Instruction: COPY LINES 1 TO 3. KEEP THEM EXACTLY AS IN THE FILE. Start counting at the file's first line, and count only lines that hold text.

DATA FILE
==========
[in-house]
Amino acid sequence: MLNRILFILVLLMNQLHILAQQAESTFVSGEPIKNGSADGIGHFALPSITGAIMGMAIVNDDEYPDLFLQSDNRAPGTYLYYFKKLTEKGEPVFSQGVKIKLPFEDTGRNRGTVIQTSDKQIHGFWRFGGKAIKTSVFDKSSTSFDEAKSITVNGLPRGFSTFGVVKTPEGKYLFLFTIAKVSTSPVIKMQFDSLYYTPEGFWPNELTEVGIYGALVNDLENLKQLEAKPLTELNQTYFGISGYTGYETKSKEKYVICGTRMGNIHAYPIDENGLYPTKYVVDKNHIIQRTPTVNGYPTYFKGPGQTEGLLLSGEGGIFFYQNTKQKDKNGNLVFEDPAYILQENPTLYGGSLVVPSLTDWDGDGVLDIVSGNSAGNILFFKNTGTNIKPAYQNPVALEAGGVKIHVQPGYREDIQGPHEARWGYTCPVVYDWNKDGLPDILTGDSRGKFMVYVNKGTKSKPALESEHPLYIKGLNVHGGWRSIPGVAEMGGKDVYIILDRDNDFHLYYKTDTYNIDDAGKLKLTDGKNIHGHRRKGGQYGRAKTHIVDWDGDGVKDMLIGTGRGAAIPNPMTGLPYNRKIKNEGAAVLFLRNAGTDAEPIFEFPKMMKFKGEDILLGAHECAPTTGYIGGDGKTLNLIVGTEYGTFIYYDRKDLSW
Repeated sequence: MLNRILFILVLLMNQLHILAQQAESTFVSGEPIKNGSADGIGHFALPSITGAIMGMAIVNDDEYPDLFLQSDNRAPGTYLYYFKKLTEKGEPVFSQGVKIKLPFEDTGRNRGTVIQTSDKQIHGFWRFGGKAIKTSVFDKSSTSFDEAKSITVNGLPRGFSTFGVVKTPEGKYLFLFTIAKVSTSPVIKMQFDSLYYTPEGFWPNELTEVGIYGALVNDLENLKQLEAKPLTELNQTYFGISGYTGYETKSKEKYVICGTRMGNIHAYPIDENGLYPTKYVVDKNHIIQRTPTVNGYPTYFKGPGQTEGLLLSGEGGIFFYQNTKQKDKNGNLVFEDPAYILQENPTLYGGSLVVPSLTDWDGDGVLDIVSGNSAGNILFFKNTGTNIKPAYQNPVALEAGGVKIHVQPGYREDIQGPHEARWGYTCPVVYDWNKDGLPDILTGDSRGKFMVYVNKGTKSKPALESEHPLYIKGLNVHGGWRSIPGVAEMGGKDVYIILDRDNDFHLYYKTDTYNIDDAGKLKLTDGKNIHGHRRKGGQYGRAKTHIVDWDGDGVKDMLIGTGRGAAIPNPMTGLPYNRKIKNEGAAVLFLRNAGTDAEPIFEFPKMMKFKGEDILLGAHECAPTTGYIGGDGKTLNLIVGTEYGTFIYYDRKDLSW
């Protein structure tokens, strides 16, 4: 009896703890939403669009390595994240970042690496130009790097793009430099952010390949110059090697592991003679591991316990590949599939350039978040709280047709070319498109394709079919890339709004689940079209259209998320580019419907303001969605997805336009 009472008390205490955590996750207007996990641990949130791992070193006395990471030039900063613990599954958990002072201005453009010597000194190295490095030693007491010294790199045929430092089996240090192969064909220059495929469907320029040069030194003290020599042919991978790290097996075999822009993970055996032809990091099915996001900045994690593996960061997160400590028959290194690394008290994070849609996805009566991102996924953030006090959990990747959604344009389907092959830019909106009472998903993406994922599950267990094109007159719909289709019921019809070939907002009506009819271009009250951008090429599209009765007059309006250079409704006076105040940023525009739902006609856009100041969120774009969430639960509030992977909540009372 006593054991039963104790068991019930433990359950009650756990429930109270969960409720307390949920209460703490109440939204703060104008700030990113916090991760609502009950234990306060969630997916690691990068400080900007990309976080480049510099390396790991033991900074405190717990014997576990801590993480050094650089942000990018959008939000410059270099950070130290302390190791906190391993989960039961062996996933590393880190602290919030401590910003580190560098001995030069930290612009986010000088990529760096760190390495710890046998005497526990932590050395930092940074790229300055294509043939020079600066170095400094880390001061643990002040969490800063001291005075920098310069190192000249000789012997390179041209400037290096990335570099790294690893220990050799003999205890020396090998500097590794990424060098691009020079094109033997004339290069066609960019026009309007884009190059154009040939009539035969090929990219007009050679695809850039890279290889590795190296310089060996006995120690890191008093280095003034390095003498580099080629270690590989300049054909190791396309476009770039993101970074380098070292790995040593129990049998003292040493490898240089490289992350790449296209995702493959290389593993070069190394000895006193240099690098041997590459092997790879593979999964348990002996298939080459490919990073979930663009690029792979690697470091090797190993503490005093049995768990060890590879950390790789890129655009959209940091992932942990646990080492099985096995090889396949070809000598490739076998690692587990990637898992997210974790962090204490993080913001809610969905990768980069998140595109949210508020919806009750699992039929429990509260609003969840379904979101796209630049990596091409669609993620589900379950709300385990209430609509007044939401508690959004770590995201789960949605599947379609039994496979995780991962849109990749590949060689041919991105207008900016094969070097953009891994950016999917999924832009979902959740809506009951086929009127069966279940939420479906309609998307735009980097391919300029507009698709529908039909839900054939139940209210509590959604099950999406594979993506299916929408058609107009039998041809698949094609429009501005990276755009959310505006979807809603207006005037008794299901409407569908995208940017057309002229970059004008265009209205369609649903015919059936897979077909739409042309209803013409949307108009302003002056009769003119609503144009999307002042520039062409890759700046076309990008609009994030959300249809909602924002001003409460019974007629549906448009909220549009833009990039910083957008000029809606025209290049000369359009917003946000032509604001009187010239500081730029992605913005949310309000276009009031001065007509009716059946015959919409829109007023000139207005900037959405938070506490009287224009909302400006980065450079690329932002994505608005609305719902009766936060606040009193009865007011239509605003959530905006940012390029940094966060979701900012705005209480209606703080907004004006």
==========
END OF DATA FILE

[in-house]
Amino acid sequence: MLNRILFILVLLMNQLHILAQQAESTFVSGEPIKNGSADGIGHFALPSITGAIMGMAIVNDDEYPDLFLQSDNRAPGTYLYYFKKLTEKGEPVFSQGVKIKLPFEDTGRNRGTVIQTSDKQIHGFWRFGGKAIKTSVFDKSSTSFDEAKSITVNGLPRGFSTFGVVKTPEGKYLFLFTIAKVSTSPVIKMQFDSLYYTPEGFWPNELTEVGIYGALVNDLENLKQLEAKPLTELNQTYFGISGYTGYETKSKEKYVICGTRMGNIHAYPIDENGLYPTKYVVDKNHIIQRTPTVNGYPTYFKGPGQTEGLLLSGEGGIFFYQNTKQKDKNGNLVFEDPAYILQENPTLYGGSLVVPSLTDWDGDGVLDIVSGNSAGNILFFKNTGTNIKPAYQNPVALEAGGVKIHVQPGYREDIQGPHEARWGYTCPVVYDWNKDGLPDILTGDSRGKFMVYVNKGTKSKPALESEHPLYIKGLNVHGGWRSIPGVAEMGGKDVYIILDRDNDFHLYYKTDTYNIDDAGKLKLTDGKNIHGHRRKGGQYGRAKTHIVDWDGDGVKDMLIGTGRGAAIPNPMTGLPYNRKIKNEGAAVLFLRNAGTDAEPIFEFPKMMKFKGEDILLGAHECAPTTGYIGGDGKTLNLIVGTEYGTFIYYDRKDLSW
Repeated sequence: MLNRILFILVLLMNQLHILAQQAESTFVSGEPIKNGSADGIGHFALPSITGAIMGMAIVNDDEYPDLFLQSDNRAPGTYLYYFKKLTEKGEPVFSQGVKIKLPFEDTGRNRGTVIQTSDKQIHGFWRFGGKAIKTSVFDKSSTSFDEAKSITVNGLPRGFSTFGVVKTPEGKYLFLFTIAKVSTSPVIKMQFDSLYYTPEGFWPNELTEVGIYGALVNDLENLKQLEAKPLTELNQTYFGISGYTGYETKSKEKYVICGTRMGNIHAYPIDENGLYPTKYVVDKNHIIQRTPTVNGYPTYFKGPGQTEGLLLSGEGGIFFYQNTKQKDKNGNLVFEDPAYILQENPTLYGGSLVVPSLTDWDGDGVLDIVSGNSAGNILFFKNTGTNIKPAYQNPVALEAGGVKIHVQPGYREDIQGPHEARWGYTCPVVYDWNKDGLPDILTGDSRGKFMVYVNKGTKSKPALESEHPLYIKGLNVHGGWRSIPGVAEMGGKDVYIILDRDNDFHLYYKTDTYNIDDAGKLKLTDGKNIHGHRRKGGQYGRAKTHIVDWDGDGVKDMLIGTGRGAAIPNPMTGLPYNRKIKNEGAAVLFLRNAGTDAEPIFEFPKMMKFKGEDILLGAHECAPTTGYIGGDGKTLNLIVGTEYGTFIYYDRKDLSW